[intervening paragraphs omitted–PRB]
One would indeed rejoice to know that an authoritative biography of Rossetti was set down for publication in the immediate future. For this boon we may have some few years more to wait. Nevertheless it is tolerably certain that the friend to whom “he unlocked the most sacred secrets of his heart” will, when the time has arrived for him to speak, take the world into his confidence. In that day we shall possess a picture of the poet-painter as he appeared to one who loved him very dearly, limned in language enduring truth, for all time present and to come.
– – – – – – – – – –
(1) [footnote omitted here–PRB]
(2) Contributed to The Athenaeum for May 23, 1896. See also a letter of great interest in The Spectator for April 25, 1896 upon which we base our closing paragraph.
(3) [other footnotes omitted–PRB]
— from Ballads & Sonnets (Mosher, 1903), pp. xvii-xx
So as one can see from the above quotes from the Preface, Mosher was criticizing Watts-Dunton for not following through with his seven year old promise, and exhorting him to reconsider to finally have these remaining poems published. One can sense Mosher’s exasperation in not having access to Rossetti’s final poetry, and that he should choose to send Watts-Dunton an inscribed with “best wishes” copy of the very book containing his critical remarks of Watts-Dunton is amazing. It certainly was a brazen step for Mosher to take. Of course, I have no further evidence as to what Watts-Dunton thought of this presentation, especially after reading Mosher’s Preface, but it certainly couldn’t have been too kindly. I have not further researched to know if these two Rossetti pieces were ever published in Theodore Watts-Dunton’s or even in Mosher’s lifetime.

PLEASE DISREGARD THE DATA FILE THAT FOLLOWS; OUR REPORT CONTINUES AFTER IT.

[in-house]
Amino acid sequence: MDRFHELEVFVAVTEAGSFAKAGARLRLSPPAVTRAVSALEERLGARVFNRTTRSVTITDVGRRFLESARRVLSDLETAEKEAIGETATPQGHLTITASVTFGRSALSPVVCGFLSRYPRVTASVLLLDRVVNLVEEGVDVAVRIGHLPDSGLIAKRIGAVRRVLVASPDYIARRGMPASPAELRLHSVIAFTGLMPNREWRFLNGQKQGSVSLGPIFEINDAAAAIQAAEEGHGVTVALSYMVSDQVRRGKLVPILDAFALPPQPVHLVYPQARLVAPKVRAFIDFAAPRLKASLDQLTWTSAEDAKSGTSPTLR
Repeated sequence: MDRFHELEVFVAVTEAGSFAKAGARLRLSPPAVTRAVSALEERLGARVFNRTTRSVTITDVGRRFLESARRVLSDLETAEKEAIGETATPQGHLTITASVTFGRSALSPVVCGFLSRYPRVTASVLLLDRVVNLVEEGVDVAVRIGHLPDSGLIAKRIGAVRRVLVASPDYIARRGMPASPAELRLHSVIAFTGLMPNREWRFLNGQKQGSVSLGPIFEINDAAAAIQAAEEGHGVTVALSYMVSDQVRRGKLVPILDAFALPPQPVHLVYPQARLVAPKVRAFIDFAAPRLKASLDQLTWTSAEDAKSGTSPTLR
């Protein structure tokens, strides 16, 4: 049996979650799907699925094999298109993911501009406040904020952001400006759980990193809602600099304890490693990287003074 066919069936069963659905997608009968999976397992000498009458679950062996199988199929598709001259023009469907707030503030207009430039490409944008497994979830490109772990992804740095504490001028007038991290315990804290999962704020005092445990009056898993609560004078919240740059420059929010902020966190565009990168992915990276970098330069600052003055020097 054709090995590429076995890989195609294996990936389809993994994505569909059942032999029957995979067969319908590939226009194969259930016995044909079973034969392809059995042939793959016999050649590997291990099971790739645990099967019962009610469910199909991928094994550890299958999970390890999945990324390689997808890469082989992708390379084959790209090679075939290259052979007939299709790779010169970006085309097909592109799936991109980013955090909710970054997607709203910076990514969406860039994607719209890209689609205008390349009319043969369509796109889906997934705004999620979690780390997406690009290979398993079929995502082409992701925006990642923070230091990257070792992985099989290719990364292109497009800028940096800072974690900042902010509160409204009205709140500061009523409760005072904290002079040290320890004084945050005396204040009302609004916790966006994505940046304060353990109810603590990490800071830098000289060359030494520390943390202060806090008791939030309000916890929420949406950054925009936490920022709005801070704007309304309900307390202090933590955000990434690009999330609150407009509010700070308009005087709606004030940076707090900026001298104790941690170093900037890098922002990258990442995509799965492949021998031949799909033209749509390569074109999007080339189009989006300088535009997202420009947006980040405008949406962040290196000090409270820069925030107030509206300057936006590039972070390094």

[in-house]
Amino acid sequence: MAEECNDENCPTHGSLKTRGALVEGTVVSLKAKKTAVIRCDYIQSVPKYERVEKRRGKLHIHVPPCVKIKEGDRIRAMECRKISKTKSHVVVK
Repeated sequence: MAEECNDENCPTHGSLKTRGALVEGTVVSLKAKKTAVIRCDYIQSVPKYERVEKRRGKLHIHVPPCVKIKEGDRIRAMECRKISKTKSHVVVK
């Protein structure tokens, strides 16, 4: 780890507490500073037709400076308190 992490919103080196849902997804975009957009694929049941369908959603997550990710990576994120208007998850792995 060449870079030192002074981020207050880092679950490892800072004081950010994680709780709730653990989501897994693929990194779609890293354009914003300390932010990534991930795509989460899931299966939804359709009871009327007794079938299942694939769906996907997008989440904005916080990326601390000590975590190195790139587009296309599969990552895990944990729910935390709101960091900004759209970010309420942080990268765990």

One last record: last month I also got the two books from Blackwell’s Rare Books in Oxford, England: Oscar Wilde’s The Ballad of Reading Goal (1904), one of ten on real vellum with both Mosher’s signature and that of Edward Smith Willard. The other book, Edward Clodd’s Concerning a Pilgrimage is to the Grave of Edward Fitzgerald (1902) inscribed by Mosher to Willard on Nov. 14, 1902 (Incidentally, I have Clodd’s own copy inscribed to him by Mosher and with several other letters to Clodd in it.). I did a little research and found out that Willard (1853-1915) was a British Shakespearean actor who traveled to America in 1902 where, from Boston, he wrote to Mosher. I just ordered photocopies of the six Willard to Mosher letters how housed at The Houghton Library at Harvard. I even found photographs of Willard on the Internet and ordered one picture from a dealer. I just love it when all this research comes together and gives a more rounded view of who was one of the recipients of Mosher’s books!
This article is Copyright © by Philip R. Bishop. Permission to reproduce the above article has been granted by Gordon Pfeiffer, president of the Delaware Bibliophiles and editor of that organization’s newsletter, Endpapers, in which the article appeared in the March 2001 issue. No portion of this article may be reproduced or redistributed without expressed written permission from both parties.